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Opinion Jon Stewart shows Democrats how to respond to GOP cruelty

Jon Stewart speaks to members of the news media on Capitol Hill on July 28. (Michael Reynolds/EPA-EFE/Shutterstock)
3 min

Senate Republicans last week provided Americans with a vivid example of their party’s abject cruelty when they rejected the PACT Act, which would provide veterans with benefits to cover the health consequences they endured from exposure to burn pits while serving in Afghanistan and Iraq. They did so even though many of those same Republicans approved a nearly identical bill in June.

For a tutorial on how to respond to the lies and heartlessness Republicans have shown here, Democrats should turn to an unlikely source: comedian Jon Stewart.

The GOP’s reversal on the bill seems to be motivated by payback. Republicans voted against the PACT Act because they were angry over the agreement between Sen. Joe Manchin III (D-W.Va.) and Senate Majority Leader Charles E. Schumer (D-N.Y.) on the Inflation Reduction Act, the reconciliation package that includes tax hikes on the wealthy, subsidies for Affordable Care Act coverage and investment in green energy. The deal was announced just hours after the Senate passed its bipartisan bill to enhance national security and U.S. competitiveness against China by investing in semiconductor manufacturing.

Jon Stewart joined Democratic lawmakers in the District on July 28 after Senate Republicans blocked a new plan to help millions of veterans. (Video: The Washington Post)

In other words, Republicans threw a temper tantrum because they would no longer be able to hold the semiconductor bill hostage to block passage of the Democrats’ popular agenda. Think about that for a second. Republicans took their frustrations with Democrats out on sick veterans. That’ll show them!

In the days since the GOP stalled the bill, Stewart was unflinching. He went in front of cameras on Thursday to express what many Americans were feeling. Regarding Republicans’ about-face on the bill, Stewart said he was used to the “hypocrisy," “lies” and “cowardice” of politicians, but “I am not used to the cruelty.”

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Sen. Ted Cruz (R-Tex.) offered a patently false excuse that the bill would create “pork.” In fact, the funds are delineated for a specific purpose. As Stewart tweeted: “The PACT Act is a stand alone bill. The PACT Act has no spending unrelated to Veteran’s Health and Benefits. There is no ‘Pork.’ There is no budget maneuver that then allows Dems to backfill [with] whatever they want.”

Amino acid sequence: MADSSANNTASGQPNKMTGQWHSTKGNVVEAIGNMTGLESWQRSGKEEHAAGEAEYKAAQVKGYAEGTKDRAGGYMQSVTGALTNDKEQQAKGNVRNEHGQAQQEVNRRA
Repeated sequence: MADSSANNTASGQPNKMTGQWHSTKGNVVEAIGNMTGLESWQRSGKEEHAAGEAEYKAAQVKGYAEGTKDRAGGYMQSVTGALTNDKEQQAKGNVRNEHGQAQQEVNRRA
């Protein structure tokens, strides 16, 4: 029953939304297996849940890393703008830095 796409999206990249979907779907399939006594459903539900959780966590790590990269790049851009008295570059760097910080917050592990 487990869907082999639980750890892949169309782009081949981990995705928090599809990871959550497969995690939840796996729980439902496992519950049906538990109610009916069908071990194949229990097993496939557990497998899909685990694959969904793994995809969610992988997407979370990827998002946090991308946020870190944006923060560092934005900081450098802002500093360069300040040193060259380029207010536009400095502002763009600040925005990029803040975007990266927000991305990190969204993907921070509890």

Stewart, appearing on NBC News’s “Meet the Press” on Sunday, kept up the barrage:

Republicans will likely come crawling back to approve the bill now that they have been exposed as deceitful, malicious and petulant. But Democrats should learn from Stewart and apply his techniques in other contexts.

In the abortion realm, Democrats should be clear. It is the height of dishonesty to say that abortion bans, which would endanger women’s health and lives, are “pro-life.” And it is simply untrue that these bills are about preventing abortions moments before delivery, as so many Republicans claim. The Supreme Court under Roe v. Wade allowed states to ban third-trimester abortions. All but a handful already did before the Dobbs decision. One percent of abortions occur after 21 weeks and far fewer in the third trimester. It is a lie to say abortion causes women emotional distress or physical injury or that abortion is dangerous.

And it is cruel and barbaric to demand that a teen rape victim endure pregnancy and labor or to demand a woman with chronic health conditions risk pregnancy. Only monsters would insist that doctors wait until women are so sick that they might die before they can receive appropriate medical treatment, which includes abortions.

Stewart is a gifted communicator. His basic approach — righteous anger, blunt language, mastery of the facts, determination to call out the GOP’s bad faith — is something all Democrats should follow, whether the topic is veterans’ health, abortion, the Jan. 6 insurrection, guns, climate change or just about anything else. Enough is enough.